There are then 3 possibilities for the way in which string s exits SQ: it either exits at a single side (forms a Ushape).ank strings: there are 3 dense substrings of length 10 . p Consider the square with side length 2c5LE which is centered at the origin. This square must contain an internal point. the middle of which begins with bit 3L number 10 + 1 of the internal substring. forcing its perimeter to be too high. L p LE must be used to get from one side of c6 the square to the other. For purposes of illustration we'll assume s exits through the top side of SQ. of RC . leaving a slack of size only c6 LE . facing bits 3L + 1 through 25L 10 p p on the left must be ones. so we have found a non.ank string passing near the origin which is approximately straight. we see that bits 3L + 1 through 25L may only be opposite bits in the range 10
7L + 1 (c + 2p2c )pLE. again because the string (c6 +2 5 p p L has slack only at most (c6 +2 2c5) LE .We now move closer to our goal of showing that many strings pass through RC in an approximately straight and parallel fashion by rst showing that there exists a non. the bits on the opposite side of the U. 4L + (c + 2p2c )pLE ]: 5 6 6 5 10 5
L We may assume (c6 + 2 2c5) LE 180 E 1. containing p cannot be a ank because we would lose the use of too many intended boundary points inside SQ.ank string has length L.
Proof: It should be clear that the second sentence follows from the rst since the internal substring p of a non. Now. s. the string must then be relatively straight. Recall the structure of the L non. if there is no loss in the window containing a vertical zero and its neighbors and the three points adjacent to them on the right. The string must have at least L (c6 + 2 2c5) LE bitsp pSQ. for illustration. 0) which exists exits SQ within O( LE ) distance of the centers of two opposite sides. which is true for n 10. then the point adjacent to the vertical zero on the right must also be a vertical zero. at two points. in particular. We claim that no matter how s is folded into a Ushape. Point p is at a distance of at least 2 (L c6pLE )p 2c5LE from each side of SQ.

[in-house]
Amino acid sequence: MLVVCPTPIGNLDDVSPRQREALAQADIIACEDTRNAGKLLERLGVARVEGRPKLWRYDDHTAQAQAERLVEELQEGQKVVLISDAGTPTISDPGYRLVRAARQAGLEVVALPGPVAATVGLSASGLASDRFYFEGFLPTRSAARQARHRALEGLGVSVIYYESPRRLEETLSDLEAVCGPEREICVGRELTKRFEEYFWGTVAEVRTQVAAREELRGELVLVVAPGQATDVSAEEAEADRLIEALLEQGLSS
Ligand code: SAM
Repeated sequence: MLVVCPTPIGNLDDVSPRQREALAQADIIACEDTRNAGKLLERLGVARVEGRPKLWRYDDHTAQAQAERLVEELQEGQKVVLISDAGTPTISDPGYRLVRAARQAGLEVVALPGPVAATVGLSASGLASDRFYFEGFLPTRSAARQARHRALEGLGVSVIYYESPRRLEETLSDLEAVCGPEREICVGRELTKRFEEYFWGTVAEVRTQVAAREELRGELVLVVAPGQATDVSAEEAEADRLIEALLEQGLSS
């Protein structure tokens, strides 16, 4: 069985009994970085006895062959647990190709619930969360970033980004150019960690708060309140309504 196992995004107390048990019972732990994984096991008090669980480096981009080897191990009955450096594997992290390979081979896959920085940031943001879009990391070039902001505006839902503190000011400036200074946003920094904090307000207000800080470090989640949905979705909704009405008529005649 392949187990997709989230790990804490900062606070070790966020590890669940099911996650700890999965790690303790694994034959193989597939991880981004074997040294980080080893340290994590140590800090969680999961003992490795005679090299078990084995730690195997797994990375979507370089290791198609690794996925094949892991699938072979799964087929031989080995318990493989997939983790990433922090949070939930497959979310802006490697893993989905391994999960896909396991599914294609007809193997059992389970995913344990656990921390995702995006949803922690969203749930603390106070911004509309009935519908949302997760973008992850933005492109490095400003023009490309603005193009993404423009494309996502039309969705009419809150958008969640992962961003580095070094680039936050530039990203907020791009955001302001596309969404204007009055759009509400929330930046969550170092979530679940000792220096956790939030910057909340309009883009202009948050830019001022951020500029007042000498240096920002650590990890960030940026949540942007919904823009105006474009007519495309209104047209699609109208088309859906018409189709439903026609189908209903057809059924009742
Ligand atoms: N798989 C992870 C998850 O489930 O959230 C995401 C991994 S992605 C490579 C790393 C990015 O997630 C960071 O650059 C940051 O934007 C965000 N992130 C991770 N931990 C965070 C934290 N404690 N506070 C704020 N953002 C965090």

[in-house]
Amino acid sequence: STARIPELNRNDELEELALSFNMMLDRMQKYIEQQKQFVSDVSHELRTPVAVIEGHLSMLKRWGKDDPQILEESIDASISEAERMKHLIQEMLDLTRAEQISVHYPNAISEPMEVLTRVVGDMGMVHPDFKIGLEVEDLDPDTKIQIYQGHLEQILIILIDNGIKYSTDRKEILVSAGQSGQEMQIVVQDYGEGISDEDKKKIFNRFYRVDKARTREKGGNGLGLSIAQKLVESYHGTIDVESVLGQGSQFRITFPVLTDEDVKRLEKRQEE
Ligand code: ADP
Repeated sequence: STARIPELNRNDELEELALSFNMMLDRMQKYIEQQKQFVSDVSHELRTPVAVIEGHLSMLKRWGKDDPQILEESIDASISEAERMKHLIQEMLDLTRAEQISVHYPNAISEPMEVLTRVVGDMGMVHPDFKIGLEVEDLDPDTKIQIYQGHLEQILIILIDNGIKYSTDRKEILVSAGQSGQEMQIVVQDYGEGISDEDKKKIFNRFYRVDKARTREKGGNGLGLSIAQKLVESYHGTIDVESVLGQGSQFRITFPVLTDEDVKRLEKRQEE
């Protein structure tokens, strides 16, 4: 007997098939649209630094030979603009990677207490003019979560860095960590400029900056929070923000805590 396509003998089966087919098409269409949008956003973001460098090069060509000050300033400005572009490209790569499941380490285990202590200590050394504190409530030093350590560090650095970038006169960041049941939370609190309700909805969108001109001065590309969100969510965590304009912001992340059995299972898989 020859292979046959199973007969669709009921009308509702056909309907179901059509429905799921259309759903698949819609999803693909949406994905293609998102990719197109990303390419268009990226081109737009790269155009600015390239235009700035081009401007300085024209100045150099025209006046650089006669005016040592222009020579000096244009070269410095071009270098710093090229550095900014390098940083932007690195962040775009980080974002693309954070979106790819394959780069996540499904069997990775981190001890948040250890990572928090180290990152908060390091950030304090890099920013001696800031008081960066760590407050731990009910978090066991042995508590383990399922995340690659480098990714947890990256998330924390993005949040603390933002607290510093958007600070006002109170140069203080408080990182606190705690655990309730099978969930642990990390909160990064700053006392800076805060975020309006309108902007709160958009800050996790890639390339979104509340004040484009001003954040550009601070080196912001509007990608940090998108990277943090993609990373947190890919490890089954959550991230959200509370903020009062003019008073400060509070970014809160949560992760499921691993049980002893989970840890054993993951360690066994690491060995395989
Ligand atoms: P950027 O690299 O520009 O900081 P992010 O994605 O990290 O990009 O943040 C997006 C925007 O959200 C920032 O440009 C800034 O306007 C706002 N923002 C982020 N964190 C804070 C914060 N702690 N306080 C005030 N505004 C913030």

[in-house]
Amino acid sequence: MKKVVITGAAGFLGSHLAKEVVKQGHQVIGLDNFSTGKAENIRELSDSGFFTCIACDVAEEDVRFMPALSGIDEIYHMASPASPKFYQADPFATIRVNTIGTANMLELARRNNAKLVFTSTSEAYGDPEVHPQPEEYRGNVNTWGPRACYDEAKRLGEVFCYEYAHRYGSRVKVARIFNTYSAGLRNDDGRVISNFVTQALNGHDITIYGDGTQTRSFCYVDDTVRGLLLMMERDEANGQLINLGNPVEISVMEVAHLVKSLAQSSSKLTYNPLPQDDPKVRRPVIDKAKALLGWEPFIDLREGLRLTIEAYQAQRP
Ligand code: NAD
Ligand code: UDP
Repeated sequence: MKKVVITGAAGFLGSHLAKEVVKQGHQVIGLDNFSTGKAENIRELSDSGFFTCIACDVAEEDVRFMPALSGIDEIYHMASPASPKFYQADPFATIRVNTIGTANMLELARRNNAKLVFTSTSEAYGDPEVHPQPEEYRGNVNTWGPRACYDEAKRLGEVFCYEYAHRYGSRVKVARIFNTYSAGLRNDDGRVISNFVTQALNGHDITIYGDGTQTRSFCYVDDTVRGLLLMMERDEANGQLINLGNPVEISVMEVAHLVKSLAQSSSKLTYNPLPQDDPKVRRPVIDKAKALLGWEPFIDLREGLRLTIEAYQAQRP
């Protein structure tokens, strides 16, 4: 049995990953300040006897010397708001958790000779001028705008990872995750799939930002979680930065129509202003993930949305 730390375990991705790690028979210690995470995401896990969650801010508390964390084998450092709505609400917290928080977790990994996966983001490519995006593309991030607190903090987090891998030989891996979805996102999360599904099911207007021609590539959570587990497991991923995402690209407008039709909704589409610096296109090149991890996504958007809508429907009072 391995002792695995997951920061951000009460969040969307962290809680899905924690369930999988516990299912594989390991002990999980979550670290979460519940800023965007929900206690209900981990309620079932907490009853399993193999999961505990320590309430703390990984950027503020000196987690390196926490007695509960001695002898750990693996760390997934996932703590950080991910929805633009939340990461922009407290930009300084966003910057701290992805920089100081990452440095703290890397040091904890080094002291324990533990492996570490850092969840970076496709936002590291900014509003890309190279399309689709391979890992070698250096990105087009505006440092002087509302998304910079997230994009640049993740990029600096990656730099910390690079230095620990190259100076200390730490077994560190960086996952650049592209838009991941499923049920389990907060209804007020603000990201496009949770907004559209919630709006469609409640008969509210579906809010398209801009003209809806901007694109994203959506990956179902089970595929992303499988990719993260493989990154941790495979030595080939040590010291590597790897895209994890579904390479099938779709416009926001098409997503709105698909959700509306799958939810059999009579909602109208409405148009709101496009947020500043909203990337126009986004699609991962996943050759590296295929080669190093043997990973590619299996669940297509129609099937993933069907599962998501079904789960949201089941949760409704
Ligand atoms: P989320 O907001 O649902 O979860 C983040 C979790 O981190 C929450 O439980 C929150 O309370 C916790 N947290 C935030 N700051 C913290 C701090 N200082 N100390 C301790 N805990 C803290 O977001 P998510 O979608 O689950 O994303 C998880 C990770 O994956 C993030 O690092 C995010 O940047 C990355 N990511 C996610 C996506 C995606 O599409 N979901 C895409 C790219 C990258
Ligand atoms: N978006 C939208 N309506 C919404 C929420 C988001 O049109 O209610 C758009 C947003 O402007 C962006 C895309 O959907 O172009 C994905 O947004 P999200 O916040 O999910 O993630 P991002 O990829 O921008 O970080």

p Lemma 11 There p a non.ank string p p 1 passing near (0. we derive that the anks must lie at opposite sides of RC . Of the L bits. Suppose.0). SQ. p. As a corollary to the placement of this string. exits at adjacent sides (forms an Lshape). The string. and inside by evaluating the two limiting con gurations of the U (where the at most (c6 + 2 2c5) LE bits are outside SQ). Note that it is impossible for any pre x or su x zero to be in RC since that would imply the whole pre x or su x is in RC . then. 0) exits SQ (not to return) are near the centers of two opposite sides of SQ. the right side. Since a side of SQ has p p
length L c6 LE . at most that many zeros out of the 90 in the middle dense substring may be horizontal or bent.ank zero without a loss
p
p
xx
. We prove the rst two cases are impossible. Next. or exits at opposite sides as desired. Thus s cannot exit SQ at any point farther than (c6 + 3 2c5) LE from the centers of the sides of SQ. containing O( LE ) bent points.ank string passing within an O( LE ) distance of (0. Clearly. Thus the string must exit RC and. p2c )pLE L=10 and the bits in the above range are ones. We show the two points at which the string near (0. Assuming the adjacent vertical zero is also a non. that s forms a Ushape. rst. Thus we may assume there are at least E + 1 vertical zeros.